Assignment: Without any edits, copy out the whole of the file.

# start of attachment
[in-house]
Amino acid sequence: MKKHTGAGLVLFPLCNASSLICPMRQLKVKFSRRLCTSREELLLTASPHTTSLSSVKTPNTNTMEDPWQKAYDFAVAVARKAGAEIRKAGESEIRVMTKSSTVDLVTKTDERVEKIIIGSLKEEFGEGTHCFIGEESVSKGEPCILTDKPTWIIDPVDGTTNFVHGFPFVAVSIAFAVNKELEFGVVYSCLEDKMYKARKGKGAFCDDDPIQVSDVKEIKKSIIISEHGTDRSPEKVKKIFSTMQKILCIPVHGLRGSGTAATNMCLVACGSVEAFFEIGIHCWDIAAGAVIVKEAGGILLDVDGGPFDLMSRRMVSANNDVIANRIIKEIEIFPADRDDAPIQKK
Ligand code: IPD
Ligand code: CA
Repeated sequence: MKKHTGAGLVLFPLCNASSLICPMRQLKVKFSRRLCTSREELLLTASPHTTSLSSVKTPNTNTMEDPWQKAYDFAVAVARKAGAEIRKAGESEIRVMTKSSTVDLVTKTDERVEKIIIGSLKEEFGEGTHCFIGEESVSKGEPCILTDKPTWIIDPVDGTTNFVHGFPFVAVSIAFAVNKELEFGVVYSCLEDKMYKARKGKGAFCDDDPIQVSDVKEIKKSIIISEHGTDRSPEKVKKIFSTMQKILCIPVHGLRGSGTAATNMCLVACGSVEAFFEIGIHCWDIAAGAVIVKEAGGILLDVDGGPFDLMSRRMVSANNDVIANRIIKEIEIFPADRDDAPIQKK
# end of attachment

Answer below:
[in-house]
Amino acid sequence: MKKHTGAGLVLFPLCNASSLICPMRQLKVKFSRRLCTSREELLLTASPHTTSLSSVKTPNTNTMEDPWQKAYDFAVAVARKAGAEIRKAGESEIRVMTKSSTVDLVTKTDERVEKIIIGSLKEEFGEGTHCFIGEESVSKGEPCILTDKPTWIIDPVDGTTNFVHGFPFVAVSIAFAVNKELEFGVVYSCLEDKMYKARKGKGAFCDDDPIQVSDVKEIKKSIIISEHGTDRSPEKVKKIFSTMQKILCIPVHGLRGSGTAATNMCLVACGSVEAFFEIGIHCWDIAAGAVIVKEAGGILLDVDGGPFDLMSRRMVSANNDVIANRIIKEIEIFPADRDDAPIQKK
Ligand code: IPD
Ligand code: CA
Repeated sequence: MKKHTGAGLVLFPLCNASSLICPMRQLKVKFSRRLCTSREELLLTASPHTTSLSSVKTPNTNTMEDPWQKAYDFAVAVARKAGAEIRKAGESEIRVMTKSSTVDLVTKTDERVEKIIIGSLKEEFGEGTHCFIGEESVSKGEPCILTDKPTWIIDPVDGTTNFVHGFPFVAVSIAFAVNKELEFGVVYSCLEDKMYKARKGKGAFCDDDPIQVSDVKEIKKSIIISEHGTDRSPEKVKKIFSTMQKILCIPVHGLRGSGTAATNMCLVACGSVEAFFEIGIHCWDIAAGAVIVKEAGGILLDVDGGPFDLMSRRMVSANNDVIANRIIKEIEIFPADRDDAPIQKK